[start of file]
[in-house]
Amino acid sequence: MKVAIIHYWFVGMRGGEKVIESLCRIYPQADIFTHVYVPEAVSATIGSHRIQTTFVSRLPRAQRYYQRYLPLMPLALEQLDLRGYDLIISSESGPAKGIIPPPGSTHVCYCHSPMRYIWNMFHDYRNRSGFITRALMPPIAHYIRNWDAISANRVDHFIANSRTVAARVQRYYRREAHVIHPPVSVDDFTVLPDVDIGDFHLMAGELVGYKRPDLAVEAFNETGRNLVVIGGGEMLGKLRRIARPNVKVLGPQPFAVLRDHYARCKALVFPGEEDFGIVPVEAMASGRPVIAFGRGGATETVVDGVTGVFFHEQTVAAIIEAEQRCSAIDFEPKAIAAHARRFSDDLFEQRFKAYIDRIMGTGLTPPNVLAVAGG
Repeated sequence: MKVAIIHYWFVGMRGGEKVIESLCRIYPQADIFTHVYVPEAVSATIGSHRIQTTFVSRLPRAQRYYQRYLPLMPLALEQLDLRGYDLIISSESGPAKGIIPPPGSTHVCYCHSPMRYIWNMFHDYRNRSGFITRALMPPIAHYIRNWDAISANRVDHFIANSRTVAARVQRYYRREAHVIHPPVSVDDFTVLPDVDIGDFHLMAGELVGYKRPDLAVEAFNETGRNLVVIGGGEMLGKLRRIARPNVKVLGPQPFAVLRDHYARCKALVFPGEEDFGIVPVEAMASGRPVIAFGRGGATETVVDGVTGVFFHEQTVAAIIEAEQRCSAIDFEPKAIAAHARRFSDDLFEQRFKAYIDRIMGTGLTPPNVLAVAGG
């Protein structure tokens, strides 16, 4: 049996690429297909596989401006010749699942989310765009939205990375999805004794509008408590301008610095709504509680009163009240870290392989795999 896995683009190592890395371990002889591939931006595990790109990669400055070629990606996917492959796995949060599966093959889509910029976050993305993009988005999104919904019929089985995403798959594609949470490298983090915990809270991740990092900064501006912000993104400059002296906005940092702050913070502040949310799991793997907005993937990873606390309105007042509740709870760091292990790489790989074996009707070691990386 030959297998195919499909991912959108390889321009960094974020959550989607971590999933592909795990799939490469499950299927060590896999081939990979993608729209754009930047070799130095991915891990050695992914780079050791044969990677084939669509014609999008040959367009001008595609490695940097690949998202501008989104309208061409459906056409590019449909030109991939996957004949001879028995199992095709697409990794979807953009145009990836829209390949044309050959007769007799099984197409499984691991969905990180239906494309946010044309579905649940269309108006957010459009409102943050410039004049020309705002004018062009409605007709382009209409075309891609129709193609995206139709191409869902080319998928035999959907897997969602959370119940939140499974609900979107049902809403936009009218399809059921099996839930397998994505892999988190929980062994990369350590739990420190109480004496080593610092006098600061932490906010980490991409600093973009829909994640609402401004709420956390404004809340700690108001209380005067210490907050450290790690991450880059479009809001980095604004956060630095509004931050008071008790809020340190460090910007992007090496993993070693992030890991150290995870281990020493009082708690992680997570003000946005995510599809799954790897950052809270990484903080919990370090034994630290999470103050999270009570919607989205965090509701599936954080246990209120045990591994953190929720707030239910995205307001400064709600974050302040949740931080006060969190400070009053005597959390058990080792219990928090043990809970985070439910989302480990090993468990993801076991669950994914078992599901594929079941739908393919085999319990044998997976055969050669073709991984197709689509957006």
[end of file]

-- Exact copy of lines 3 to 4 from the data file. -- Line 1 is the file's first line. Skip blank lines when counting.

Repeated sequence: MKVAIIHYWFVGMRGGEKVIESLCRIYPQADIFTHVYVPEAVSATIGSHRIQTTFVSRLPRAQRYYQRYLPLMPLALEQLDLRGYDLIISSESGPAKGIIPPPGSTHVCYCHSPMRYIWNMFHDYRNRSGFITRALMPPIAHYIRNWDAISANRVDHFIANSRTVAARVQRYYRREAHVIHPPVSVDDFTVLPDVDIGDFHLMAGELVGYKRPDLAVEAFNETGRNLVVIGGGEMLGKLRRIARPNVKVLGPQPFAVLRDHYARCKALVFPGEEDFGIVPVEAMASGRPVIAFGRGGATETVVDGVTGVFFHEQTVAAIIEAEQRCSAIDFEPKAIAAHARRFSDDLFEQRFKAYIDRIMGTGLTPPNVLAVAGG
């Protein structure tokens, strides 16, 4: 049996690429297909596989401006010749699942989310765009939205990375999805004794509008408590301008610095709504509680009163009240870290392989795999 896995683009190592890395371990002889591939931006595990790109990669400055070629990606996917492959796995949060599966093959889509910029976050993305993009988005999104919904019929089985995403798959594609949470490298983090915990809270991740990092900064501006912000993104400059002296906005940092702050913070502040949310799991793997907005993937990873606390309105007042509740709870760091292990790489790989074996009707070691990386 030959297998195919499909991912959108390889321009960094974020959550989607971590999933592909795990799939490469499950299927060590896999081939990979993608729209754009930047070799130095991915891990050695992914780079050791044969990677084939669509014609999008040959367009001008595609490695940097690949998202501008989104309208061409459906056409590019449909030109991939996957004949001879028995199992095709697409990794979807953009145009990836829209390949044309050959007769007799099984197409499984691991969905990180239906494309946010044309579905649940269309108006957010459009409102943050410039004049020309705002004018062009409605007709382009209409075309891609129709193609995206139709191409869902080319998928035999959907897997969602959370119940939140499974609900979107049902809403936009009218399809059921099996839930397998994505892999988190929980062994990369350590739990420190109480004496080593610092006098600061932490906010980490991409600093973009829909994640609402401004709420956390404004809340700690108001209380005067210490907050450290790690991450880059479009809001980095604004956060630095509004931050008071008790809020340190460090910007992007090496993993070693992030890991150290995870281990020493009082708690992680997570003000946005995510599809799954790897950052809270990484903080919990370090034994630290999470103050999270009570919607989205965090509701599936954080246990209120045990591994953190929720707030239910995205307001400064709600974050302040949740931080006060969190400070009053005597959390058990080792219990928090043990809970985070439910989302480990090993468990993801076991669950994914078992599901594929079941739908393919085999319990044998997976055969050669073709991984197709689509957006």